It took some time, but we now know Joe Biden will be the next president of the United States, which begs the question: how will a Biden administration affect language access and employee classification? A while back, we wrote a blog post about how the Trump presidency has affected language access, but what will be different when Biden goes into office? Well, turns out we shouldn’t necessarily be looking at the presidency for answers, instead, we should look at the US Senate race.

The Senate is the government body that has the power to approve or disapprove treaties negotiated by the House of Representatives, which currently holds a democratic majority. However, as long as the Senate is controlled by republicans, it is hard for democrats to pass any legislation. Either way, whether the Senate remains Republican or whether it’s the Democrats that regain control, there will be major consequences for the language industry.

Control over the Senate is still undetermined and will not be clear until at least January 2021. Right now, the Republican party has 50 Senate seats, and the Democratic party has 48. The two run-off elections in Georgia will determine which party will end up holding the majority. If the Senate is tied 50-50, then VP Kamala Harris would be the deciding vote for democratic control. So let’s explore how a republican majority would affect language access, and how a democratic majority would affect it.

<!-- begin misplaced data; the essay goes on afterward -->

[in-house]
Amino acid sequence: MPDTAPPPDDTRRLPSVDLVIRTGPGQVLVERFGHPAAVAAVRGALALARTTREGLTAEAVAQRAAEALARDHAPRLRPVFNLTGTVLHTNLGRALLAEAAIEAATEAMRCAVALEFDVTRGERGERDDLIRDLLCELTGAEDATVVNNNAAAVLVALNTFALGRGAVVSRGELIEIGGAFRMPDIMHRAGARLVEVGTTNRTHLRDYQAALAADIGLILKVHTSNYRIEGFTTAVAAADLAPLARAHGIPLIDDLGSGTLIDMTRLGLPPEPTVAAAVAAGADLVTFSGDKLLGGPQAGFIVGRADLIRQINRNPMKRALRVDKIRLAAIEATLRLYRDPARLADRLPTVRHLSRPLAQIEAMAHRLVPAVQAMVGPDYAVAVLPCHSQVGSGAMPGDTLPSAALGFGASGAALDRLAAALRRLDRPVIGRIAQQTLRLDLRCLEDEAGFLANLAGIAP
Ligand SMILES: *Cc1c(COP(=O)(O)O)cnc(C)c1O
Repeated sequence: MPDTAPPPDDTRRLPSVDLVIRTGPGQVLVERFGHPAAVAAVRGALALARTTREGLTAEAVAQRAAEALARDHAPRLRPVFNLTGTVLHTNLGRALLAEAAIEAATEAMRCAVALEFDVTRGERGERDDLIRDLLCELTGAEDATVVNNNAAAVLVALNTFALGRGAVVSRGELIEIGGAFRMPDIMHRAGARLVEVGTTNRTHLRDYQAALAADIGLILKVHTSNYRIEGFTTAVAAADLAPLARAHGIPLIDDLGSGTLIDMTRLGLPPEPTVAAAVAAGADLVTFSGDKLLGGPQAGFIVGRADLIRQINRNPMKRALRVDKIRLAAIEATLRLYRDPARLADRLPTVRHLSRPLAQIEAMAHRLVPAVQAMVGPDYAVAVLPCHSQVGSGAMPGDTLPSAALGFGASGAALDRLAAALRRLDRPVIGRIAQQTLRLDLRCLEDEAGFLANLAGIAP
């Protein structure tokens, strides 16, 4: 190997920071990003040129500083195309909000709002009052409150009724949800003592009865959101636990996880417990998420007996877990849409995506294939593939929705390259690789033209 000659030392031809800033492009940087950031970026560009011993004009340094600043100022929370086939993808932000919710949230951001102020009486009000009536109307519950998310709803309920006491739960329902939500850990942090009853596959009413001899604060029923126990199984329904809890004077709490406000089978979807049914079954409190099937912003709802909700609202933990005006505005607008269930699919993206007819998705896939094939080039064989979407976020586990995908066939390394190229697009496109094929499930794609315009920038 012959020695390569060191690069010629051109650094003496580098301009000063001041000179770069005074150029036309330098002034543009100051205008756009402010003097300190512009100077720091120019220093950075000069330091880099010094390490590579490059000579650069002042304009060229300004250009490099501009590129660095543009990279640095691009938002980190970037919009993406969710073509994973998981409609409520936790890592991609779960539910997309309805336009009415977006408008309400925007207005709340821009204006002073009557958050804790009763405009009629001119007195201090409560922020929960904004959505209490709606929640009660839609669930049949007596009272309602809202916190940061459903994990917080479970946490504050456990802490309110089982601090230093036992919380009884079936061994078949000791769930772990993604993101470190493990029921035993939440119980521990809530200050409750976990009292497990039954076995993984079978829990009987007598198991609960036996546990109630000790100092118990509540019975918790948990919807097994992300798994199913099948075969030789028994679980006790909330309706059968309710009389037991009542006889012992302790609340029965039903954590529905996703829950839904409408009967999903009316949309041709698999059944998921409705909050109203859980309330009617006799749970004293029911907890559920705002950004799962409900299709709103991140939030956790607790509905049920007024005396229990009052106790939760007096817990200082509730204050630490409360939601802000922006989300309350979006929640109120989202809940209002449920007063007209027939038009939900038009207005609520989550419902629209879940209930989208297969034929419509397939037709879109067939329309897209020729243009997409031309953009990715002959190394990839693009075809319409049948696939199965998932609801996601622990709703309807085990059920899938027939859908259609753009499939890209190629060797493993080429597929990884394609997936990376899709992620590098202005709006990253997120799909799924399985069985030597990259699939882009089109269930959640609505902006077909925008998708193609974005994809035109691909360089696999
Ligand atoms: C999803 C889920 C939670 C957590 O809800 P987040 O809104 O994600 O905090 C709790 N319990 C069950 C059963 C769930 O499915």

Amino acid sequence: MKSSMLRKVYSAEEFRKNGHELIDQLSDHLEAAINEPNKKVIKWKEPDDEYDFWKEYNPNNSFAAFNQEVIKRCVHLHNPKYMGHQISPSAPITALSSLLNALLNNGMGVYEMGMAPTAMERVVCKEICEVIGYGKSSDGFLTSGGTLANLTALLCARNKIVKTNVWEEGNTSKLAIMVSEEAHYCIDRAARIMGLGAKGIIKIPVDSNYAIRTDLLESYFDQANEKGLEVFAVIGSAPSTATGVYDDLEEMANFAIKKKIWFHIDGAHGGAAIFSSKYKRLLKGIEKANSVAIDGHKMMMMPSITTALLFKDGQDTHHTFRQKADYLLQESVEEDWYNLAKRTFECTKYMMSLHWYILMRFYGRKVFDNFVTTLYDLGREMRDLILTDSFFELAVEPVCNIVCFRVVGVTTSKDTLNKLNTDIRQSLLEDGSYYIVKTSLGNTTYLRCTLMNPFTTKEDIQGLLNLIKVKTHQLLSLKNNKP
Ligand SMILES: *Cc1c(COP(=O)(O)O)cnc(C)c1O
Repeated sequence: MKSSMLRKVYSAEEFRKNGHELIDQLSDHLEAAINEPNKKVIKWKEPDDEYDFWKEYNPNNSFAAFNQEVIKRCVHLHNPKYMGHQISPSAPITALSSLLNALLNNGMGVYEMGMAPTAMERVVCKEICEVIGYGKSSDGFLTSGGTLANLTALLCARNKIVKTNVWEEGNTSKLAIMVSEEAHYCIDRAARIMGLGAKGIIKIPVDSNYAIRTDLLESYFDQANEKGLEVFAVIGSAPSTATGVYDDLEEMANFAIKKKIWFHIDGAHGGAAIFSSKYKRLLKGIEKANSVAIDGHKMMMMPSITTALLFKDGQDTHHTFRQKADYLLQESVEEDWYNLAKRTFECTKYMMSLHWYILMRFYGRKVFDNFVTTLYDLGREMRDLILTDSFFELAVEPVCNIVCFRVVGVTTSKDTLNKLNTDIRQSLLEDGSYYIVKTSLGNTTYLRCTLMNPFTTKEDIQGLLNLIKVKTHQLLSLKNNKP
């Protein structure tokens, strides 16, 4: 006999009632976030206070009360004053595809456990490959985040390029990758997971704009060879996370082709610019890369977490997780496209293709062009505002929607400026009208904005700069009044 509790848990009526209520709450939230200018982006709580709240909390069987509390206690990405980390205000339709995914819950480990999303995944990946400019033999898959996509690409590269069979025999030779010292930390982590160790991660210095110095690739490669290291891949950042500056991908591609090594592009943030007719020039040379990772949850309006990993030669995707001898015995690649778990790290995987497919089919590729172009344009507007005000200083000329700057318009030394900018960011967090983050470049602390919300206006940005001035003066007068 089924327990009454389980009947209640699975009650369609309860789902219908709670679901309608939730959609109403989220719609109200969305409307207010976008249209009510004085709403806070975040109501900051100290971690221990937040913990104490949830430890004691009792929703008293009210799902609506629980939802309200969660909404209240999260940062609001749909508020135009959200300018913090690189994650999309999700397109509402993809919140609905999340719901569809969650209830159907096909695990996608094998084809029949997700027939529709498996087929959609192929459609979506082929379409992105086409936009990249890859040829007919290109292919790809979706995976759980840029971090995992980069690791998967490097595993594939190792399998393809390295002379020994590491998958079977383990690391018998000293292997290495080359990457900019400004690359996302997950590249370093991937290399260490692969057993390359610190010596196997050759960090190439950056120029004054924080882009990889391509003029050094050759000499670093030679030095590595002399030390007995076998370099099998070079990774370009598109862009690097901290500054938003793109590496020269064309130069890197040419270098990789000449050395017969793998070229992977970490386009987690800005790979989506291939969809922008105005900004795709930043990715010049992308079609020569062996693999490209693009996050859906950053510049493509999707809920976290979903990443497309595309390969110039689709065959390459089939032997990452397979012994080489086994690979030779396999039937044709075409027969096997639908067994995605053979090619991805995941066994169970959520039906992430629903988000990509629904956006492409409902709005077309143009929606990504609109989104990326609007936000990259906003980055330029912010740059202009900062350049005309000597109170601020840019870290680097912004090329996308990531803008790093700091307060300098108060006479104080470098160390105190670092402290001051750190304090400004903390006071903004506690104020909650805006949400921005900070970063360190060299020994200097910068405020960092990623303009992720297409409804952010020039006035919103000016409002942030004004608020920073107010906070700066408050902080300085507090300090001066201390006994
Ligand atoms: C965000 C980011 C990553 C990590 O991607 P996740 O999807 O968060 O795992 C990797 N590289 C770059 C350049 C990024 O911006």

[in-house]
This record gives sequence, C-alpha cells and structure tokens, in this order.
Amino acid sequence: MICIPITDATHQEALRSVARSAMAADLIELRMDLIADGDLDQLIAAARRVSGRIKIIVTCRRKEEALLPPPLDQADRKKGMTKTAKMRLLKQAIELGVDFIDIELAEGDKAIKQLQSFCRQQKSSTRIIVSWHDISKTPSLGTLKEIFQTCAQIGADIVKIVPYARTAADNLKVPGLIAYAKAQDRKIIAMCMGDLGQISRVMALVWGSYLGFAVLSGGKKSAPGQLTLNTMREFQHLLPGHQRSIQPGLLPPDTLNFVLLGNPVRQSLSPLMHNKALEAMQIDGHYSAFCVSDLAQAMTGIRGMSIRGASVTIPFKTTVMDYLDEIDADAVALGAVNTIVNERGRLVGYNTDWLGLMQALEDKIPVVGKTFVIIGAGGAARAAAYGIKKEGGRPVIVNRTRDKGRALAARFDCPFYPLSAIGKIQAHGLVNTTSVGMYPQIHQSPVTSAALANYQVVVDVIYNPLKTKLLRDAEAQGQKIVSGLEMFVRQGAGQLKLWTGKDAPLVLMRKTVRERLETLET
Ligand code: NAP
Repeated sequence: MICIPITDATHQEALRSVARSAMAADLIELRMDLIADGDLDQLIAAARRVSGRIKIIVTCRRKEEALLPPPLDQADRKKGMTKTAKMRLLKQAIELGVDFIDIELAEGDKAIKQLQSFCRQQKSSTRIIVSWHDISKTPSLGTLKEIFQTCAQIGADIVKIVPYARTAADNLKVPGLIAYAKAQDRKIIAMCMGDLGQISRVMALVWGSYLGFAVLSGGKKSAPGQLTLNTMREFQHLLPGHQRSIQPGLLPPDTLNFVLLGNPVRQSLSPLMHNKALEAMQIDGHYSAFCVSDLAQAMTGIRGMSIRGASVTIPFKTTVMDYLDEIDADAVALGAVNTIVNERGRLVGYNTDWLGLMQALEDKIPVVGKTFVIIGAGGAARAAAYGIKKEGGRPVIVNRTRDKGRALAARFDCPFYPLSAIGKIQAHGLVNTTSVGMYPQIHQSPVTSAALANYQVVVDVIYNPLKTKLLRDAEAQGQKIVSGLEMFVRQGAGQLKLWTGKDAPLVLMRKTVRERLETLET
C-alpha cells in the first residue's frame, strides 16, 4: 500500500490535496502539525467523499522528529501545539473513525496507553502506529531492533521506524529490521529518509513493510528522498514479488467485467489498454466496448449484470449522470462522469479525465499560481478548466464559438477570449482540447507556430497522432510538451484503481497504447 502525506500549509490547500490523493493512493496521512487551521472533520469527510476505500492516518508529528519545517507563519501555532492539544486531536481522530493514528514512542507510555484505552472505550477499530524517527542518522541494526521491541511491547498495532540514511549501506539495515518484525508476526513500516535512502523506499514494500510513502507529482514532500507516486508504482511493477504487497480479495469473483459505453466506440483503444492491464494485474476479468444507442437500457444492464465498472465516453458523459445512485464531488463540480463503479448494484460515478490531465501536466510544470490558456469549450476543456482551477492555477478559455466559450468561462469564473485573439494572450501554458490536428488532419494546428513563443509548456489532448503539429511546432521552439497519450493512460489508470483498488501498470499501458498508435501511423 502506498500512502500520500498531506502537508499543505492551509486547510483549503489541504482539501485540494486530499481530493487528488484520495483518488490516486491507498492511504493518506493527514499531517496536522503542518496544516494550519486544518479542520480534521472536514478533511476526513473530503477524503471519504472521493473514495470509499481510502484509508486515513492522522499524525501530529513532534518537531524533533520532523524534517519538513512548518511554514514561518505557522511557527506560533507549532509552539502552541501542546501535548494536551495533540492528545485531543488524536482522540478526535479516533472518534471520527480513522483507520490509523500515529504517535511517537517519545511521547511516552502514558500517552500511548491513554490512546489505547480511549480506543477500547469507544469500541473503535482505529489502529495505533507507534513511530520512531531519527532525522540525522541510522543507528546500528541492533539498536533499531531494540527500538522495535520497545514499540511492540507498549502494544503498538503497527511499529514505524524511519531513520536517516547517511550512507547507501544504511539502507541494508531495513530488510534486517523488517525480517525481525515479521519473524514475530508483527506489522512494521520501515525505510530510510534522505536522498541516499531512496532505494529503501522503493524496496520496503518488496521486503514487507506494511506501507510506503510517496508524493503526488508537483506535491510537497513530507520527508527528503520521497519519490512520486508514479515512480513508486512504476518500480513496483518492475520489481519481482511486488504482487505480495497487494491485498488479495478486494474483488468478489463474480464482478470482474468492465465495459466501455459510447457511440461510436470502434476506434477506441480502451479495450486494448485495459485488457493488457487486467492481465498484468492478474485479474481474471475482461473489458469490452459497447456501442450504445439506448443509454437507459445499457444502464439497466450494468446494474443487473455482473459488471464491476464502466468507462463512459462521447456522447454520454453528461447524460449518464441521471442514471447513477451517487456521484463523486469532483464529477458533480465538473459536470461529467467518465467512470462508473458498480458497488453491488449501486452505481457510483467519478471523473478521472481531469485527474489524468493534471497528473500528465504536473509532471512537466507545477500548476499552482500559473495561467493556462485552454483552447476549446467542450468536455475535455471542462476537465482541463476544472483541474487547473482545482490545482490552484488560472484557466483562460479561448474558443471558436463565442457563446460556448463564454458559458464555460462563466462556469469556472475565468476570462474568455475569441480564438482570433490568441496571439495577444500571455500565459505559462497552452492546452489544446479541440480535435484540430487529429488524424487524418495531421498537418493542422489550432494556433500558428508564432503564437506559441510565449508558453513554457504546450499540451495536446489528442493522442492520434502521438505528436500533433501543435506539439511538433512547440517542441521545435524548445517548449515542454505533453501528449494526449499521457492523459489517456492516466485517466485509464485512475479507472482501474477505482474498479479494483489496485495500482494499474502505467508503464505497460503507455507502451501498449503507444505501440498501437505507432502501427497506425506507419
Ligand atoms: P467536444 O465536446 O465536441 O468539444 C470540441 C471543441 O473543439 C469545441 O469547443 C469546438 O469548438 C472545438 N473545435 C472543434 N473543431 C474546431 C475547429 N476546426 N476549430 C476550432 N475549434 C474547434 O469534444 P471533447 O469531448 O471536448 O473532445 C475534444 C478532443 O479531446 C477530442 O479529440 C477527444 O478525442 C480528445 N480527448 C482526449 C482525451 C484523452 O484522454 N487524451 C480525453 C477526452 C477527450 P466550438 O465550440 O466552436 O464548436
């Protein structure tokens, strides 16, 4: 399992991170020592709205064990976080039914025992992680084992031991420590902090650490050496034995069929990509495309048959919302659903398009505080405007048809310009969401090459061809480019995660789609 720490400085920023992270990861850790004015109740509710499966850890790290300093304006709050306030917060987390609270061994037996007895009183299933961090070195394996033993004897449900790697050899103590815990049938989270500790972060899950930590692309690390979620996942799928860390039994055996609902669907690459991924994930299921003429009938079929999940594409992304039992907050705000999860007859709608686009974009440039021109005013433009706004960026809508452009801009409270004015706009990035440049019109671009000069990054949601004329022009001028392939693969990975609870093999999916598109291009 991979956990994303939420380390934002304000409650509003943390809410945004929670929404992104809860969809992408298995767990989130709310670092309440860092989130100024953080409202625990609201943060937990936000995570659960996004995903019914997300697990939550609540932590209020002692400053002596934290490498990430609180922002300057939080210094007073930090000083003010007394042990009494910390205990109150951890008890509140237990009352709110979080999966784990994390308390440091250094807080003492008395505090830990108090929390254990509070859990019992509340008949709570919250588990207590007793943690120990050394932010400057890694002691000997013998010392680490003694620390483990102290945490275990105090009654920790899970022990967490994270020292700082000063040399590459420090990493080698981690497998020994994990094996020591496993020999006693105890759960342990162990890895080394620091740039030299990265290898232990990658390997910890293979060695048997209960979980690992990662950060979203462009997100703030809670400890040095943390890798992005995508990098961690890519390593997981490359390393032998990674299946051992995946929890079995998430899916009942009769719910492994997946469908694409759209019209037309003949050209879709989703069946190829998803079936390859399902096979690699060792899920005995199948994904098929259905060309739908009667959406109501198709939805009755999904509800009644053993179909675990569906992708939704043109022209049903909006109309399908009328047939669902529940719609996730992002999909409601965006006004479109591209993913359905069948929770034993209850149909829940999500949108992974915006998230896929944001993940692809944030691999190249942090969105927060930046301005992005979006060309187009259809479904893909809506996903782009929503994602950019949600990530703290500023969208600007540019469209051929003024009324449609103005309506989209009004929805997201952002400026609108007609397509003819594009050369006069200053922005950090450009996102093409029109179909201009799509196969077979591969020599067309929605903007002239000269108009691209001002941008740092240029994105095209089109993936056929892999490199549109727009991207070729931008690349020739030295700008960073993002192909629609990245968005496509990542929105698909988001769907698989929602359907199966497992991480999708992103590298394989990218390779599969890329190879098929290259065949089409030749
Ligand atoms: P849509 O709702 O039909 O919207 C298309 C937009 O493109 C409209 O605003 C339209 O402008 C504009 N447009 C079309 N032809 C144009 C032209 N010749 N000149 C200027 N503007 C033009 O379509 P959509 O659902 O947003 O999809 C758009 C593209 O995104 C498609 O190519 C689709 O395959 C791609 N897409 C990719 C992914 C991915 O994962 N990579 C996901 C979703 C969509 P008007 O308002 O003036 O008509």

Employee Classification

One major issue still in contention is employee classification. The “Protecting the Right to Organize Act” (PRO Act) amends the National Labor Relations Act, which reclassifies all independent contractors as employees. If the Senate remains in Republican hands, it is unlikely the PRO Act will move forward in Congress. The PRO Act would allow independent contractors to join unions, and then collectively bargain for pay, benefits, and working conditions. Given that California Proposition 22 (which exempts app-based drivers from employee status) was passed overwhelmingly, it is clear much is left to be said around employee classification, and its course will depend heavily on the outcome of the Senate race.

Language Access in Healthcare

The second issue is language access in healthcare. The state of Texas has sued to overturn the entire Patient Protection and Affordable Care Act (aka Obamacare). It is now up to the Supreme Court to decide whether or not it will be overturned. Although it seems unlikely, a Republican-controlled Senate would likely not restore Obamacare if it were overturned. The Affordable Care Act considers language access a medical necessity, reimbursable under Medicare, Medicaid, and Obamacare plans. If overturned (and not restored by a Republican Senate), then language support in healthcare will no longer be considered a necessity, and no longer be covered.

JNCL – NCLIS

For more information, please consult the JNCL-NCIS, the Joint National Committee for Languages and the National Council for Languages and International Studies. They analyze federal and state legislation, provide policy recommendations to decision-makers on Capitol Hill, and track the budget & appropriations process in Congress. If you feel passionate about an inclusive language policy in America, check out their website to see how you can contribute to a multilingual future for America.

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